I fully agree that when it comes to Christian fundamentalists, who are the most conspicuously pious, there doesn’t seem to be much correlation between the behaviors they condemn and the behaviors they commit. I personally think this is more a symptom of fundamentalist psychology than a general truism about religion, but that’s a complex topic that I don’t want to delve into. Either way, it does make their excessive moralizing hypocritical. Schrenko is a prime example of just how bad that hypocrisy can get.

Steve Reuland:

OK, I can’t disagree with any of that. Clearly, some behaviors are modified by religious beliefs, from drinking to church attendance. Religion is embedded in culture, to the point where it makes sense to say that different faiths lead to different cultures in some definable ways. Sometimes it’s hard to tell to what degree the religious doctrines influenced a cultural practice.

So I’ll tone it down a bunch: I simply don’t see that fundamentalism influences the behavior of the evangelicals in most morally important aspects of their lives. They behave just like everyone else in these ways, such that someone taking a survey of what people actually DO could not on the basis of most of his data select out the evangelicals.

I regard Schrenko’s behavior as about as reprehensible as can be imagined in a public official, but I don’t think her religion is even as relevant as her weight or age to her behavior. So if she’s overweight, perhaps on an anti-fat forum her weight would be snickered at (“fat people do things like this”), with equal justification. Perhaps even moreso, considering the cosmetic surgery.

For example, every Mormon I’ve ever known abstained from drinking alcohol, as their religious beliefs dictate. It’s possible that they’re really hard-core drunkards in the privacy of their homes, but I doubt it.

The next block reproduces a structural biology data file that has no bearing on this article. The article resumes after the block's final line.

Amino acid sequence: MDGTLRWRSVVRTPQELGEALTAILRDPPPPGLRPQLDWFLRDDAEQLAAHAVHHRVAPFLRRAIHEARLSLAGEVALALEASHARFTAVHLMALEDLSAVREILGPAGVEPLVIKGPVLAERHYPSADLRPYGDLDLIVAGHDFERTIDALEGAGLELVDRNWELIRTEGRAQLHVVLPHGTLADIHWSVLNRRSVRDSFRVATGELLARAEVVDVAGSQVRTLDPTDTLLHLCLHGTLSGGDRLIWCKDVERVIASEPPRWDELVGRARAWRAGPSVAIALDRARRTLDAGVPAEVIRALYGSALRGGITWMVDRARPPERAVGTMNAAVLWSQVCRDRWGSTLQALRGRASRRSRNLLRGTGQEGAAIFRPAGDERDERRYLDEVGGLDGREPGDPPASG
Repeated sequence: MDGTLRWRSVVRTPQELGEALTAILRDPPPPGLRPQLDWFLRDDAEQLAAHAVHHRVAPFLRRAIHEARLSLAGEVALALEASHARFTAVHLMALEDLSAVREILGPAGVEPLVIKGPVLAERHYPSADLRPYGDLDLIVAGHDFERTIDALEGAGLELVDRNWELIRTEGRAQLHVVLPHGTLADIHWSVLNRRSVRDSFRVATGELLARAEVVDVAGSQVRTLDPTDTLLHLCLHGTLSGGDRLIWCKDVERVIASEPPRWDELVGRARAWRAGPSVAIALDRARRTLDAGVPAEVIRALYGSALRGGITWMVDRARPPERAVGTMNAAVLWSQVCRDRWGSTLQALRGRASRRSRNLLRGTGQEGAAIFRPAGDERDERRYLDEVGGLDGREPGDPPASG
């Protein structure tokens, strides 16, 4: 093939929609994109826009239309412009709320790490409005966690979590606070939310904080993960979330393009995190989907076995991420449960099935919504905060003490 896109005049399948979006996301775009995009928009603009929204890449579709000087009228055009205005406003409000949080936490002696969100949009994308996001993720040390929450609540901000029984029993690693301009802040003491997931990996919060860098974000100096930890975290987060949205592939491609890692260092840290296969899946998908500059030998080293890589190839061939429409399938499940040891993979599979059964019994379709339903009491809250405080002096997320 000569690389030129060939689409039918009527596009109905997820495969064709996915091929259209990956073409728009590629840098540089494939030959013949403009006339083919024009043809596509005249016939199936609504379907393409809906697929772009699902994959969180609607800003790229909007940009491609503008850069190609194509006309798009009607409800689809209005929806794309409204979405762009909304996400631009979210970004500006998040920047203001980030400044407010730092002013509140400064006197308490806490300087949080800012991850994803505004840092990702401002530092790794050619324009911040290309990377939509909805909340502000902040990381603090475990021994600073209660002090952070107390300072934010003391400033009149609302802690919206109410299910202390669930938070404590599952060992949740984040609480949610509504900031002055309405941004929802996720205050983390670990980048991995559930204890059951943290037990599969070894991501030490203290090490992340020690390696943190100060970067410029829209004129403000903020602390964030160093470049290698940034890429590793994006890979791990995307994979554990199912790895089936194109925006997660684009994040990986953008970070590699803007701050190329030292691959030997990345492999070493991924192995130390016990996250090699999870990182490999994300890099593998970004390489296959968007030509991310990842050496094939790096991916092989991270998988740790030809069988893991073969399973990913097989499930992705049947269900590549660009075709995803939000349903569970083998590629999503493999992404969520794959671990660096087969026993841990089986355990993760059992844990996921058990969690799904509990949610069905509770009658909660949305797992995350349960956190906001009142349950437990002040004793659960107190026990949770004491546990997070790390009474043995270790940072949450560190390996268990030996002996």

Reminds me of the joke about the importance of taking two Mormons with you when you go fishing. If you take one, he’ll drink all the beer.

Flint Wrote:

Living in Alabama, I work daily with devout practicing Baptists…But (as I tried to point to with a link), they are not overrepresented among …divorces

If you track back your link to the original Barna study, it reports just the d. rate of self identified “Christians” as the same as for non-Christians. According to a ‘99 Barna study, “independent/nondenominational” protestants had a d. rate of 34%, Baptists 29%. At the low end of 21% were Catholics, Lutherans, atheists and agnostics. In response to this, some Baptist leaders mounted a No-True-Scotsman defense. FWIW, routinely at the top of the divorce charts with rates up to twice that of the northeast are majority/heavy plurality Southern Baptist Alabama, Mississippi, Arkansas, Oklahoma, Tennessee, Kentucky, along with a state with known… ummm… marriage eccentricities, Nevada.

Groups that drove the later Barna study’s non-christian rate up to the overall Christian average were groups like Jews (30%), and the “Unwilling-To-Definitely-Commit to religious categorization” (surprise!).

If Shrenko is scum now, imagine what she’d be if she were found guilty!

If Shrenko is scum now, imagine what she’d be if she were found guilty!

Uh oh, not another leftist troll … ;)